I saw Isabelle Adjani on 57th Street today, wearing a big black hat. Lauren Bacall too. Later to a new club in Chelsea, Kamikaze, where I’m in a group show. There’s Bianca Jagger, Lenny Kaye, Jonathan Richman. There’s a bartender everyone seems to know called Bruce Willis who’s very self-assured and funny. Then on to Save the Robots, and finally to Area, where drag artist Ze is in a window tableau portraying Mary Magdalene.

July 9: My sister’s family crashes at my Broadway apartment for one night as we’re all going up to Nantucket. Sage fell asleep with Cicero. As I eat my Rice Krispies in the morning with my niece and nephew, I pick out a cockroach that somehow got in there, flick it to the corner, and continue eating. Their jaws dropped. Shock. Welcome to Bohemia, kids.

November 29: An informal buffet at Flora Biddle’s (granddaughter of Gertrude Vanderbilt Whitney, and current chairman of the board of the museum). Her carriage house (110 East 66th) was remodeled by Michael Graves. She just bought a painting of mine at Patterson Sims’s suggestion. Dora is nervous about this soirée, knowing it will be a stellar crowd. She says her story will be that she’s a dancer, OK? OK.

Flora opens the door graciously, and says “Duncan and Dora, welcome! Let me introduce you around. This is Merce Cunningham and John Cage.” We shook hands hello, and Dora whispered to me, “Forget the dancer story.” Flora led us over to the living room, where she introduced us to Bryan Hunt, Karole Armitage, David Salle and Susan Rothenberg, all contemporaries of mine who are lauded in the Whitney Museum. They were standing in front of my rather large oil called “Mythic Times,” a young man reading a book in front of a windswept coastline, fisherman’s hut, rowboat, etc. It had pride of place on the wall. It was situated between a Cy Twombly and a Jasper Johns, both family friends of the Biddles. There was a lull in the conversation, and Rothenberg glanced over at my canvas and said “Do we know who did this… it’s not Eric, is it?” (The royal “we”). The group looked at my painting in a desultory manner, and shook their heads no. To stop this possibly embarrassing chain of conversation I piped up and said, “I did that.” Rothenberg turned to me with a scowl on her face and said, “Did what?”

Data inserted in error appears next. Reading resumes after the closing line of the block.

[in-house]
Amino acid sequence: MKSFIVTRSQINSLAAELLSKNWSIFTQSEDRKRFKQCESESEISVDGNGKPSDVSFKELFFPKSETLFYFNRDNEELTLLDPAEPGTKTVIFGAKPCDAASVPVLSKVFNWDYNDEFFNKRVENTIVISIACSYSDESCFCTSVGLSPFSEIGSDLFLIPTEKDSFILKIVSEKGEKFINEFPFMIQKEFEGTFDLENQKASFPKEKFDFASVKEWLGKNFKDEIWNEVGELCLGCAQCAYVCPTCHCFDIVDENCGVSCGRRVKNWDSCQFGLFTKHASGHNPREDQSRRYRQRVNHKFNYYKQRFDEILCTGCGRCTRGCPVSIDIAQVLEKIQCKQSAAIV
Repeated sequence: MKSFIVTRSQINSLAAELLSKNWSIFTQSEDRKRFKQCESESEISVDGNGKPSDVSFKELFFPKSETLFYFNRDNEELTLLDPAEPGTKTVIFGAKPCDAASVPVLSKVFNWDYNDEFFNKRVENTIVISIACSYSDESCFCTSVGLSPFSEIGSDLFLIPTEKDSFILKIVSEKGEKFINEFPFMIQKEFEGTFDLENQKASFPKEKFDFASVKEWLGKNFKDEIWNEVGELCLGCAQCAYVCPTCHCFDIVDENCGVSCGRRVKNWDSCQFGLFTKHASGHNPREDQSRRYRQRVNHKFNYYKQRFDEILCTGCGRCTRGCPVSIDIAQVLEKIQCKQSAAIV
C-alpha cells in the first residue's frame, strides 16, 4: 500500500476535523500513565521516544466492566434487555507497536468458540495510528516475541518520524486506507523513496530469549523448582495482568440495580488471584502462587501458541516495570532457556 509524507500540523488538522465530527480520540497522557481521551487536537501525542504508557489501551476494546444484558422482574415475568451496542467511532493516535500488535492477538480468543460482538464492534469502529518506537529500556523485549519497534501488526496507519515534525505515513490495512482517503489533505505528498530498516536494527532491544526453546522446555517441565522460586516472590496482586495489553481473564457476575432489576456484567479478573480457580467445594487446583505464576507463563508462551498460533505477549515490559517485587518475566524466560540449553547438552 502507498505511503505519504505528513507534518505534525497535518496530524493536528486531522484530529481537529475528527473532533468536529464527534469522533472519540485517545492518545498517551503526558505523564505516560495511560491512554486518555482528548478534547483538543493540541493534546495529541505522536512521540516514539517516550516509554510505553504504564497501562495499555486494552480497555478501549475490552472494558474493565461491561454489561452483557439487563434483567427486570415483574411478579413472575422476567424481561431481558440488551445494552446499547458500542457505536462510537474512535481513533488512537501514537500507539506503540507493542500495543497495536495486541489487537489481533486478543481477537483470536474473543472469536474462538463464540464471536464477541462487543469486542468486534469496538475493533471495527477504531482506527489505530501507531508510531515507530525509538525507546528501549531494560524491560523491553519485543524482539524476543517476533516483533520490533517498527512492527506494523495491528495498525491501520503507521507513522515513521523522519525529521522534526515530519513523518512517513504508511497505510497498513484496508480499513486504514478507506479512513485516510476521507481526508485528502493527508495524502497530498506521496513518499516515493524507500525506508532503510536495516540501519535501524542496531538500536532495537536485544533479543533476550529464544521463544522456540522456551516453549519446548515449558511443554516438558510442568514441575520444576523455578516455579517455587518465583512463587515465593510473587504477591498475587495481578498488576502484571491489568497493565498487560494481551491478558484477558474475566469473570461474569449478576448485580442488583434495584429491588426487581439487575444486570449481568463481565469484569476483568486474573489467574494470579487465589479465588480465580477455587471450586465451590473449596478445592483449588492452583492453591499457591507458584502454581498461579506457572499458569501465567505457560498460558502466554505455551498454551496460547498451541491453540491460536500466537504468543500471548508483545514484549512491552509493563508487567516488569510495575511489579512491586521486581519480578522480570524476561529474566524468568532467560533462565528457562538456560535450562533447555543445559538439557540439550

“I did that painting.”

“And you are who?” she said, despite the fact that we’d just been introduced by the hostess.

“Duncan Hannah.”

Rothenberg paused, then shook her head negatively as she stared at me, as if to say, “We don’t know you, and we’re not going to know you either.” As if I was an interloper who’d not only crashed the party but crashed this elevated art world. Crashed that bit of wall-space. As if they were the gatekeepers. No one else said a word. Not exactly “Hail fellow well met.” Snubbed. The group dispersed. I proved to be a real conversation stopper.

“Well, THAT was uncomfortable,” said Dora, shocked at the lack of manners.

“Tough crowd,” I replied, thinking of Henny Youngman mopping flop-sweats off his brow. The rest of the evening was better. I reminded John Cage of when we first met. He was digging up dandelions one Saturday morning, outside my old high school. I thought he was a gardener, or a tramp, or a looney. He was in fact an acclaimed modern composer making prepa-rations for dandelion soup for lunch at his hostess’s house (Sue Weil from the Guthrie, where he’d just given a concert, of sorts). He liked this story. Whitney curator Patterson Sims was friendly and said how he loved the way my work mythologized everything. He reminded me that art history was a long, changing road that was continually being revised. “You can never judge the way things will settle in the future from the current fashion of today” he advised.

This article was originally published in The Spectator’s June 2022 World edition.